is that it would make GM’s car brands (sports utility vehicles and pickup trucks) that consume a lot of fuel unattractive. This means GM has to either pull them off or invest in technologies to improve their fuel-consumption rate. When a thorough analysis of the significant macro and micro environmental factors of GM’s industry has been done, it is imperative to carry out a value chain analysis to reveal the pressure points that exists in its value chain and spot areas where there is a misallocation of resources to wasteful or non-value adding activities (Taylor, 2005 cited in Bonney, et al., 2007). Value chain helps the firm to identify activities where it can best apply its existing capabilities (Diez-Vial, 2009) and to identify which activities to outsource in order to reduce cost by taking advantage of country-specific advantages. Outsourcing most of the component manufacture and assembly aspect of GM’s operations which needs a lot of labour to other countries where labour is cheaper could relieve GM from employment liabilities that it is currently facing in the US till it can resolve issues with the UAW. Alongside the value chain, a BCG Growth Share Matrix (Lancaster and Reynolds, 2004; Dibbs et al., 2006) would help determine which of the company’s brands are presently viable or not (see figure 4). As earlier stated concerning fuel-efficiency and carbon emissions, gasguzzling brands such as the Hummer and Pontiac should be pulled off and more investment put into building smaller fuel-efficient vehicles and HEVs. For future strategic development, GM needs to first clearly define a viable segment to serve and apply a combination of focus (niche strategy (Kotler and Keller, 2009)) and differentiation strategy (since both are not mutually exclusive (Song et al., 2002)). A focus strategy would help GM to be able to cut down on cost as it moves away from a broad-line producer (Grant, 2008) to one with fewer ranges. It will then make it possible for it to

differentiate its product from that of the competition since it focuses on a particular niche market which it can serve best with its core competencies. In conclusion, a basic factor missing in most of the frameworks is the element of “chance”. The reality of this as experienced in recent times with the financial crisis means GM as a firm has to be agile i.e. [able] to cope with unexpected challenges [so as] to survive unprecedented threats of [the] business environment, and to take advantage of [such] changes as opportunities (Sharifi and Zhang, 1999 cited in Swafford et al., 2006). GM needs to be sensitive enough to avoid competency traps and pick strategic inceptions early to re-align their strategic intent to their actions (Johnson et al., 2008).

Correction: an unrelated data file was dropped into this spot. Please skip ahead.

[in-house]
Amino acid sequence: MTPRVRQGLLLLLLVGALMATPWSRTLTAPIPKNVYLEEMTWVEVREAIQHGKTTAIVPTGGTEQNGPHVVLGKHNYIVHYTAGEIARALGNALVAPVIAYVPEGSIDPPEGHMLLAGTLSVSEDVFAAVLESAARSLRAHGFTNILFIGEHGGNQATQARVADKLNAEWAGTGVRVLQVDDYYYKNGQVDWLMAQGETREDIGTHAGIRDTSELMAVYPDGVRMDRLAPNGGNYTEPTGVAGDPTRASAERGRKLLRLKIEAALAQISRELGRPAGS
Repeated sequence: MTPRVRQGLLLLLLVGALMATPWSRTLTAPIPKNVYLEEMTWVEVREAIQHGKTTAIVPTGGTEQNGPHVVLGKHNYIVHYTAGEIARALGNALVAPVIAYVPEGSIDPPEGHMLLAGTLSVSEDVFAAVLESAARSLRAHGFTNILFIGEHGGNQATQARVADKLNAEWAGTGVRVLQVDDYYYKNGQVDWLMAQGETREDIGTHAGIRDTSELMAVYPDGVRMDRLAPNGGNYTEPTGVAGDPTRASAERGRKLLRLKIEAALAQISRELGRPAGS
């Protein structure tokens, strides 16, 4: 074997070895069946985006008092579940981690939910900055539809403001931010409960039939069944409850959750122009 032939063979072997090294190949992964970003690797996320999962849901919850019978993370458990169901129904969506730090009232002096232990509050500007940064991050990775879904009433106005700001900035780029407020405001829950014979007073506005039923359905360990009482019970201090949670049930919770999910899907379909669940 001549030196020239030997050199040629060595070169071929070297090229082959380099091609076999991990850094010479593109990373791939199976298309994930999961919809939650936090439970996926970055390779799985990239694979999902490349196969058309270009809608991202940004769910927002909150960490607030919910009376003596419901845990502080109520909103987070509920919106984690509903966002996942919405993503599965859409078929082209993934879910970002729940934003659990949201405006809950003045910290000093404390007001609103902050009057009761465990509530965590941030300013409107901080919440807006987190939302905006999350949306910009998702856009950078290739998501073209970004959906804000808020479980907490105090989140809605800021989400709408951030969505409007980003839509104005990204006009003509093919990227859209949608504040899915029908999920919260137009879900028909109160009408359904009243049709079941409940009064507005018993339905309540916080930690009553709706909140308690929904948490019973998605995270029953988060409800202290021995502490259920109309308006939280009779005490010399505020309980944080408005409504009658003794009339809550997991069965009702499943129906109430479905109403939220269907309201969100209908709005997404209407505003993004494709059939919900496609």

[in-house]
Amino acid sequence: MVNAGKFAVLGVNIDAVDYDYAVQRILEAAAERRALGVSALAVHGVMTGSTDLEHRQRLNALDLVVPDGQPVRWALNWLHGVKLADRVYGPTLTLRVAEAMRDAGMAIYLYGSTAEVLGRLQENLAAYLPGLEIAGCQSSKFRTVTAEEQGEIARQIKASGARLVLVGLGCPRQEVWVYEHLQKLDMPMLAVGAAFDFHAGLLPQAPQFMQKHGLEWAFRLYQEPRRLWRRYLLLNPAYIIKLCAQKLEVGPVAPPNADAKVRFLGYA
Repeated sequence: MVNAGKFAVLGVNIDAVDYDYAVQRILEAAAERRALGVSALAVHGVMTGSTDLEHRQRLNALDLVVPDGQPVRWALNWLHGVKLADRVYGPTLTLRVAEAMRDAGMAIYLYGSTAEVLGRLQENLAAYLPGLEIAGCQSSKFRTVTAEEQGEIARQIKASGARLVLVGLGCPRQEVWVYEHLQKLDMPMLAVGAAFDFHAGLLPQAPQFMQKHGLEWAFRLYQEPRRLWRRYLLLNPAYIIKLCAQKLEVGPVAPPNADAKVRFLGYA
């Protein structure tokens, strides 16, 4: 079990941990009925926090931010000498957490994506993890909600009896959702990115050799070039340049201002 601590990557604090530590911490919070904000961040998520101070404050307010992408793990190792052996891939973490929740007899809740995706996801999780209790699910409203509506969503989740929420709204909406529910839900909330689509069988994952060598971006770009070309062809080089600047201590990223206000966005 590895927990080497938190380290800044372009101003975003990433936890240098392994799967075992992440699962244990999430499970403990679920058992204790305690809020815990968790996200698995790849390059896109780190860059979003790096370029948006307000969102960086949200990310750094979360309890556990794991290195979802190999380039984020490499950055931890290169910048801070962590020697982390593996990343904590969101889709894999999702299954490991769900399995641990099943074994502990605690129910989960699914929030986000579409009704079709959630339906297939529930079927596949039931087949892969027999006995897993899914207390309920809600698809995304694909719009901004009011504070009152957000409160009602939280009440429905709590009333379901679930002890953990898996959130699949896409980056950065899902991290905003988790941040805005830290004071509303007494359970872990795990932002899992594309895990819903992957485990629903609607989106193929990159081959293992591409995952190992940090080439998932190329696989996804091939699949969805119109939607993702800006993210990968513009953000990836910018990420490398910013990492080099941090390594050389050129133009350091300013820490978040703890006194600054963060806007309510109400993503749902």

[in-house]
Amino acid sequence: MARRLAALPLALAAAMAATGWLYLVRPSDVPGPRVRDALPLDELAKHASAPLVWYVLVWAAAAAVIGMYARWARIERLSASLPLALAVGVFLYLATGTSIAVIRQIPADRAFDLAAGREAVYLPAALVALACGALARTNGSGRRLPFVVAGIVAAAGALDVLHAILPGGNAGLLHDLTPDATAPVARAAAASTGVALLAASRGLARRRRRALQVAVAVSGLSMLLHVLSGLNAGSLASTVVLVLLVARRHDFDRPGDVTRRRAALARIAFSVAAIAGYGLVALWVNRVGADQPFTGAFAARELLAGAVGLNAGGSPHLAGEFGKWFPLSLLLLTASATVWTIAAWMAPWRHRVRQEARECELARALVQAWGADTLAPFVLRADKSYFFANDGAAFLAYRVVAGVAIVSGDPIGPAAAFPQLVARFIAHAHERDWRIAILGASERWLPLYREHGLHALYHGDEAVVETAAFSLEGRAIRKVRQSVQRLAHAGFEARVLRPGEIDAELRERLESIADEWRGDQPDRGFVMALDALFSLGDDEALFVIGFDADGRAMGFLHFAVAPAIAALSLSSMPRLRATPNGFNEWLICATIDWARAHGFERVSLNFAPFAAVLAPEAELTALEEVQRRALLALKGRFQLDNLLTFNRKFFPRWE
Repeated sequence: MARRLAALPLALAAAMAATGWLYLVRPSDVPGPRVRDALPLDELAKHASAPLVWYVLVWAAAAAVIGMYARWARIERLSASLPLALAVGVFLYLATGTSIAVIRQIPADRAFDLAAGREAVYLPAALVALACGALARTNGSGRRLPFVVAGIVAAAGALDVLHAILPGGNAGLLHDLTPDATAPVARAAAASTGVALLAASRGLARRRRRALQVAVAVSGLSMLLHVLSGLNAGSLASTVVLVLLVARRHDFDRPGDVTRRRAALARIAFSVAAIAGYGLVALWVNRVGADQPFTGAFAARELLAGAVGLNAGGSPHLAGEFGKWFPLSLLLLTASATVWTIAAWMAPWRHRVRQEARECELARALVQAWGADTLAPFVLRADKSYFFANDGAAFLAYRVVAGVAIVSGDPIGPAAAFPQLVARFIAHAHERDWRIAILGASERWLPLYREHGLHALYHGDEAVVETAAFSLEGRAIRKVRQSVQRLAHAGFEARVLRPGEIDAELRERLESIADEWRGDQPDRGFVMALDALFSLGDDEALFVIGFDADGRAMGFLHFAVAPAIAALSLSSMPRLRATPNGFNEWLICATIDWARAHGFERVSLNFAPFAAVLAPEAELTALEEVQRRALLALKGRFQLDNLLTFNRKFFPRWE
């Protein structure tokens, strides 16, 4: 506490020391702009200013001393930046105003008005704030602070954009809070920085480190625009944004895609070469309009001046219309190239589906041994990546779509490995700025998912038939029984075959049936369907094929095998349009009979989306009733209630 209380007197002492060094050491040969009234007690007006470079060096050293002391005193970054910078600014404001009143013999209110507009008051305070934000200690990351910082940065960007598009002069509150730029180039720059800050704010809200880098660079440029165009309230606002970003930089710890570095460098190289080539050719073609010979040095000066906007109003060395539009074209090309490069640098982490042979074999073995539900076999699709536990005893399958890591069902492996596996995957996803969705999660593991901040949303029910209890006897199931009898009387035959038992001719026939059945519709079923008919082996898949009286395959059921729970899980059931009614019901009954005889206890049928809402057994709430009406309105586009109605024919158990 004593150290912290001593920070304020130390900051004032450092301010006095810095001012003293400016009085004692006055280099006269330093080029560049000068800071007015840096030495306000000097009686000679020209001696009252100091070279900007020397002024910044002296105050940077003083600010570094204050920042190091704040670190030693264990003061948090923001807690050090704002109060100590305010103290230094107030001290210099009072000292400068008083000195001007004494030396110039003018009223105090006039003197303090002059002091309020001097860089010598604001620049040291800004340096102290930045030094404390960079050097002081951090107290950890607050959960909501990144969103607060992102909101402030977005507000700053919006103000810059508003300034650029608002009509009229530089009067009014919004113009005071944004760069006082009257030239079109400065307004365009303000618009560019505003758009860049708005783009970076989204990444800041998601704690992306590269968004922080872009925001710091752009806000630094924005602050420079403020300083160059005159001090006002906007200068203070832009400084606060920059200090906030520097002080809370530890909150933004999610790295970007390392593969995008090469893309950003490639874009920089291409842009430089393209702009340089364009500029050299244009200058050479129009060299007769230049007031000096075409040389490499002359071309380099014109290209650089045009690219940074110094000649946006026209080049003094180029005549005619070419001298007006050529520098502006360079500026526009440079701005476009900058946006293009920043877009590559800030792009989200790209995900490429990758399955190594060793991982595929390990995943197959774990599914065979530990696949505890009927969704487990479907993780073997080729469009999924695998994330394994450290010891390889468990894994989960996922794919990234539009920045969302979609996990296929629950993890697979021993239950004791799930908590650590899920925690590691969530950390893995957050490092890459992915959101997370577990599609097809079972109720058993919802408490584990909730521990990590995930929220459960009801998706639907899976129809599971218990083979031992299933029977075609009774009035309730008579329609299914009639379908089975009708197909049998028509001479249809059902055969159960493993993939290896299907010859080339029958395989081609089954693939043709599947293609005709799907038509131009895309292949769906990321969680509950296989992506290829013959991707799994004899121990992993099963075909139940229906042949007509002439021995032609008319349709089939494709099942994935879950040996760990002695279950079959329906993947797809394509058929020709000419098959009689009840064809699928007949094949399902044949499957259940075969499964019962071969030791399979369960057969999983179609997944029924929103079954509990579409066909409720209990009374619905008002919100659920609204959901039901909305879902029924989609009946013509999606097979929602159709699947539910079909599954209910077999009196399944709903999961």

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APPENDIX Table 1: SWOT analysis for GM STRENGTH • Strong brand portfolio • Growing business in Asia Pacific and Latin • America region • Large scale operations OPPORTUNITIES • Increasing demand for hybrid electric vehicles • Opportunities in emerging markets • New models Stringent emission standards THREATS • Declining demand for light vehicles in US • Rising raw material prices • ELV Directive • Recession and tight credit • Declining market share • Product recalls • Declining financial performance WEAKNESS

NOTE: End-of-life vehicles (ELV) Directive is a law that makes vehicle manufacturers responsible for taking back end-of-life vehicles offered for sale after July 2002 for dismantling and recycling (Datamonitor, 2009).


Table 2: PESTEL analysis for GM Free trade policies, employee free choice bill, universal healthcare plans, buy “American” clause, investment in airports and high speed trains, tax credits (as much as $7,500) for buyers of plug-in cars, $25 billion in lowPOLITICAL cost federal loans for production of advanced technology vehicles (to build plug-ins or the batteries and components needed to power them) (Bloomberga, 2009), bill for new energy efficiency requirements, clean transportation fuel (Bloombergb, 2009) Financial crisis, increasing unemployment (8.5% as at march, 2009 (United States Department of Labour, 2009 about 2 million jobs lost this ECONOMIC year (CNN Moneyb, 2009)), reduced disposable income, CPI is 1.8% (excluding food and energy (CNN Money, 2009)), fuel prices SOCIOCULTURAL Changes to smaller fuel-efficient vehicles Hybrid-Electric Vehicles, propulsion technology, TECHNOLOGICAL teleconferencing/IT/telecommunications development End-of-Life Vehicles Directive, a cap-and-trade system for carbon ENVIRONMENTAL emissions (Financial Timesb, 2009) Employment law (health and pension expenses), Laws prohibiting sales LEGAL of vehicles directly without a dealer (Globeandmail, 2009)